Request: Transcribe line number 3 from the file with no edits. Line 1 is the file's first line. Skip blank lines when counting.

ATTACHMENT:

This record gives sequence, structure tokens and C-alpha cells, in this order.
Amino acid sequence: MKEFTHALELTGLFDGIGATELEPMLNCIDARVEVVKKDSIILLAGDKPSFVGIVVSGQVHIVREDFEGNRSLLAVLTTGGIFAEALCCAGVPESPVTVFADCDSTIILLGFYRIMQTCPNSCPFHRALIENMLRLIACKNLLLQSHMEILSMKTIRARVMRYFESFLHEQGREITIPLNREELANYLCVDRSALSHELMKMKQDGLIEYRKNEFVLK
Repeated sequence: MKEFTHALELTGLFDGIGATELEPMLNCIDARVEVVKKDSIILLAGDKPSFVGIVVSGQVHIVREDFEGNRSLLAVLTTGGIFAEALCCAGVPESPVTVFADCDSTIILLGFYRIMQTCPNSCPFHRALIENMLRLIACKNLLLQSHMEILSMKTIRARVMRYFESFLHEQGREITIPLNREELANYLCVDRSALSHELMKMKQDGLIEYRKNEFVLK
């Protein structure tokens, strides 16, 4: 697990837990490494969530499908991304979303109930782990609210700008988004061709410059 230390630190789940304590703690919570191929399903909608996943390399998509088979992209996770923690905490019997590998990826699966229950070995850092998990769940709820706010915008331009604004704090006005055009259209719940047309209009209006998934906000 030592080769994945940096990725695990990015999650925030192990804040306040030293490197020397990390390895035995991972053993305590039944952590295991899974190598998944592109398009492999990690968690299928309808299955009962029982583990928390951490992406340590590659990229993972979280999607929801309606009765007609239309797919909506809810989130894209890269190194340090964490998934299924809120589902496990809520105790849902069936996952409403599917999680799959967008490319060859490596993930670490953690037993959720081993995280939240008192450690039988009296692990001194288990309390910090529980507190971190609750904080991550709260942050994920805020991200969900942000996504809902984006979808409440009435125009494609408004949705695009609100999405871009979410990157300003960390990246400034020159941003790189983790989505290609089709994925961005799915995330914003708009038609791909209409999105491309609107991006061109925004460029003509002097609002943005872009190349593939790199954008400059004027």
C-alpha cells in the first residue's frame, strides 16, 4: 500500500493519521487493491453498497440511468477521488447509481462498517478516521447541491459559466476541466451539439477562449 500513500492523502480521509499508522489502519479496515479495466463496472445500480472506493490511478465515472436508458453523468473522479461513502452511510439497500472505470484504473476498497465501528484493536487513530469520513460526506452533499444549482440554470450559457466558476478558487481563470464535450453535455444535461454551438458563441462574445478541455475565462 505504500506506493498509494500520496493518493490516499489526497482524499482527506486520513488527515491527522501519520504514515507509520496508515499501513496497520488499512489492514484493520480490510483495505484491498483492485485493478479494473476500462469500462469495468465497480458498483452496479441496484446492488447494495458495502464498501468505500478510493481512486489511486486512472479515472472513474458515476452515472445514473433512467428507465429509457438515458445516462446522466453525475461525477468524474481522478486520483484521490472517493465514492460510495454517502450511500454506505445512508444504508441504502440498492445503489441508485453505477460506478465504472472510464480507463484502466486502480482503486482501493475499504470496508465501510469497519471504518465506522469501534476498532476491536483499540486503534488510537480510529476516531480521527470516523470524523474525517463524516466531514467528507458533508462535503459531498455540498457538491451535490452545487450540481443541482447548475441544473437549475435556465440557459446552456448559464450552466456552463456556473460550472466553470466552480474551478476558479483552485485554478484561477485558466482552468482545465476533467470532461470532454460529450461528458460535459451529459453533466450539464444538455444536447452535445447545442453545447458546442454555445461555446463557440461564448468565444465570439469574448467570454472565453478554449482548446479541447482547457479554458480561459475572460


Repeated sequence: MKEFTHALELTGLFDGIGATELEPMLNCIDARVEVVKKDSIILLAGDKPSFVGIVVSGQVHIVREDFEGNRSLLAVLTTGGIFAEALCCAGVPESPVTVFADCDSTIILLGFYRIMQTCPNSCPFHRALIENMLRLIACKNLLLQSHMEILSMKTIRARVMRYFESFLHEQGREITIPLNREELANYLCVDRSALSHELMKMKQDGLIEYRKNEFVLK